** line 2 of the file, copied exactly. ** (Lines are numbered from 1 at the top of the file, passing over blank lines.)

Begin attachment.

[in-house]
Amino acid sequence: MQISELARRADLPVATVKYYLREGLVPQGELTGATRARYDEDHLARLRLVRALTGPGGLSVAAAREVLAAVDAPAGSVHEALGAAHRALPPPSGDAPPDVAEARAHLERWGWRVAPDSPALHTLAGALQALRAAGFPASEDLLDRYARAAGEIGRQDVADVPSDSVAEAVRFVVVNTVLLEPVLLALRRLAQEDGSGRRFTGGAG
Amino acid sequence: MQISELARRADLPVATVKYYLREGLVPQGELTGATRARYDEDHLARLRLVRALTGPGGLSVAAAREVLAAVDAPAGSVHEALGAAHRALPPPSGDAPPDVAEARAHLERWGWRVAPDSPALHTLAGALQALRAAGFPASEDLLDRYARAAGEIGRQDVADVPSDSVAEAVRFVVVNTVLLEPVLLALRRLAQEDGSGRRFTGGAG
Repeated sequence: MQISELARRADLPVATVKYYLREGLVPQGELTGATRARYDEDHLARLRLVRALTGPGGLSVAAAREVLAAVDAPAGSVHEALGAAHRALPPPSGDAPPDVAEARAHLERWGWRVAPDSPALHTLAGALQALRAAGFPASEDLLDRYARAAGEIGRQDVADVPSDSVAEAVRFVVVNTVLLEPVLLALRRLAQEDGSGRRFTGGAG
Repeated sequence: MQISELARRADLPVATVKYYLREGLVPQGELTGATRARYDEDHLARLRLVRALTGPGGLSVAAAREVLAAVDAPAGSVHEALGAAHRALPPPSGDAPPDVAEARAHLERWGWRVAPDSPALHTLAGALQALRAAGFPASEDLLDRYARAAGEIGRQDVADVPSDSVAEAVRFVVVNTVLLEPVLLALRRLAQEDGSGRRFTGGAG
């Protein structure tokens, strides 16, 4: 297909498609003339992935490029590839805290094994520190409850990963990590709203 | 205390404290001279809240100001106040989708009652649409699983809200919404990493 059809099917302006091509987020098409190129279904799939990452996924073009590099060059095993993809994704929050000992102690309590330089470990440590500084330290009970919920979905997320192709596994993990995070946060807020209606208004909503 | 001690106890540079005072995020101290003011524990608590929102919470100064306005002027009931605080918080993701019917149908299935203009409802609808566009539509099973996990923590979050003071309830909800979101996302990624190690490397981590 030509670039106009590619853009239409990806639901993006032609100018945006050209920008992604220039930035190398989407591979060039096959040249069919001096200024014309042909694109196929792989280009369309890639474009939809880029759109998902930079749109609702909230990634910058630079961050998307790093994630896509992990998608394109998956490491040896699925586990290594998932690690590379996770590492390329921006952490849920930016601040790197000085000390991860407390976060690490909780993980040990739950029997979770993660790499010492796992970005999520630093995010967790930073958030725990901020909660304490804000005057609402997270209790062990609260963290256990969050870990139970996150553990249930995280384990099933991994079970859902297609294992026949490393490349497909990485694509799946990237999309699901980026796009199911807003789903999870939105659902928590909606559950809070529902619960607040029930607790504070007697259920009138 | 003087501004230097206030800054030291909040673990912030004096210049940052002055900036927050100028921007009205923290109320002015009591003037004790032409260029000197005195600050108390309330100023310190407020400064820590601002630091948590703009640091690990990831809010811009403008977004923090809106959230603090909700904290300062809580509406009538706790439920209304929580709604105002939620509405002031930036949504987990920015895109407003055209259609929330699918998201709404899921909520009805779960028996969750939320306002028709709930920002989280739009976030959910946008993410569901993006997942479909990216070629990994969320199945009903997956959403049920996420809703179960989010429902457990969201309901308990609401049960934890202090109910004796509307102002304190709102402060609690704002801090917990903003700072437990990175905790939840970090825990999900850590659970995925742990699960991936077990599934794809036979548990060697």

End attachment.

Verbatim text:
Amino acid sequence: MQISELARRADLPVATVKYYLREGLVPQGELTGATRARYDEDHLARLRLVRALTGPGGLSVAAAREVLAAVDAPAGSVHEALGAAHRALPPPSGDAPPDVAEARAHLERWGWRVAPDSPALHTLAGALQALRAAGFPASEDLLDRYARAAGEIGRQDVADVPSDSVAEAVRFVVVNTVLLEPVLLALRRLAQEDGSGRRFTGGAG